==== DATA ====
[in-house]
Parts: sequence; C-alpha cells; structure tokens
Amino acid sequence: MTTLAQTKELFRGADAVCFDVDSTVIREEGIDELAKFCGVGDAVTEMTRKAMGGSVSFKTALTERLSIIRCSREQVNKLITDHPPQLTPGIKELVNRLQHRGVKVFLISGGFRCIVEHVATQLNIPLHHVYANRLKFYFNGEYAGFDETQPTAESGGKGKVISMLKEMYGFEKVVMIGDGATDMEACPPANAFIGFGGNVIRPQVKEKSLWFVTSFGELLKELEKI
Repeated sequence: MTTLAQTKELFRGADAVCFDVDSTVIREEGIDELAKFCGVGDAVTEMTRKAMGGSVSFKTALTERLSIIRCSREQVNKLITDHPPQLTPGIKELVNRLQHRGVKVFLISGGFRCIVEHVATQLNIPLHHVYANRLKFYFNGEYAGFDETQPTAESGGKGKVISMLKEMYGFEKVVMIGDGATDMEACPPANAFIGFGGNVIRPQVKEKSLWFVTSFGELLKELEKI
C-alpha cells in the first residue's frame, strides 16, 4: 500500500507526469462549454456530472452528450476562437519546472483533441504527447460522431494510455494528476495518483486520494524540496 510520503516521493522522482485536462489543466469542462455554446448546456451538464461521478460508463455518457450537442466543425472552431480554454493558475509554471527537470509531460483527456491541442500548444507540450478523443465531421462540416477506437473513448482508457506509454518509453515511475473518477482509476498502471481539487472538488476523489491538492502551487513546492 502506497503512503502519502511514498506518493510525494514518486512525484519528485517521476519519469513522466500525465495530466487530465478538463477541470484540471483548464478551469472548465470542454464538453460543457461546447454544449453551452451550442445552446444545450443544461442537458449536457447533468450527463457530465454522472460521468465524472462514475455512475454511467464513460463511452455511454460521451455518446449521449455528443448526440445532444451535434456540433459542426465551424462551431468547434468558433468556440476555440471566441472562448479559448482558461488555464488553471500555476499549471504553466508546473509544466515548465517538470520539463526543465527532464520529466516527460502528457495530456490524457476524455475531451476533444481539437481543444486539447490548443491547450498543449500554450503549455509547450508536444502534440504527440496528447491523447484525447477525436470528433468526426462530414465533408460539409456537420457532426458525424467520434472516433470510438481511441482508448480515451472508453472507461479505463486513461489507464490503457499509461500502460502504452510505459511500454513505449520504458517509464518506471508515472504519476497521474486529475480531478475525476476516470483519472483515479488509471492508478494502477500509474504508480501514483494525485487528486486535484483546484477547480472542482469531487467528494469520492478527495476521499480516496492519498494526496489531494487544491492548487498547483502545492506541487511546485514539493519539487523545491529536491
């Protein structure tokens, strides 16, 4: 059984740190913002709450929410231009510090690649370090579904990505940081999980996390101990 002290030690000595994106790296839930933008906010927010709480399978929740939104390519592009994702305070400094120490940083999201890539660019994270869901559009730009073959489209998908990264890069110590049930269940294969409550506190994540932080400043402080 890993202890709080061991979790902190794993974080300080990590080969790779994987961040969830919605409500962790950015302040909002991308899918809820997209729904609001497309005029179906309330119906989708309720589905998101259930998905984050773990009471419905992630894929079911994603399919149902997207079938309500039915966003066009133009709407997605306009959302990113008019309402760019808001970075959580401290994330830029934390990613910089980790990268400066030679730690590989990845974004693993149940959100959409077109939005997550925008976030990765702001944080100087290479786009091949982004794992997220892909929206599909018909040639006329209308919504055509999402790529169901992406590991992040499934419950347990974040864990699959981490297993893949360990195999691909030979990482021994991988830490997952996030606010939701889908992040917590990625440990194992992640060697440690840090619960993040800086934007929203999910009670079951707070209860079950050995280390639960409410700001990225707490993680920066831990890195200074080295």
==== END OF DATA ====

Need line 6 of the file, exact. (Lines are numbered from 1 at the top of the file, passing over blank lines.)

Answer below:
């Protein structure tokens, strides 16, 4: 059984740190913002709450929410231009510090690649370090579904990505940081999980996390101990 002290030690000595994106790296839930933008906010927010709480399978929740939104390519592009994702305070400094120490940083999201890539660019994270869901559009730009073959489209998908990264890069110590049930269940294969409550506190994540932080400043402080 890993202890709080061991979790902190794993974080300080990590080969790779994987961040969830919605409500962790950015302040909002991308899918809820997209729904609001497309005029179906309330119906989708309720589905998101259930998905984050773990009471419905992630894929079911994603399919149902997207079938309500039915966003066009133009709407997605306009959302990113008019309402760019808001970075959580401290994330830029934390990613910089980790990268400066030679730690590989990845974004693993149940959100959409077109939005997550925008976030990765702001944080100087290479786009091949982004794992997220892909929206599909018909040639006329209308919504055509999402790529169901992406590991992040499934419950347990974040864990699959981490297993893949360990195999691909030979990482021994991988830490997952996030606010939701889908992040917590990625440990194992992640060697440690840090619960993040800086934007929203999910009670079951707070209860079950050995280390639960409410700001990225707490993680920066831990890195200074080295």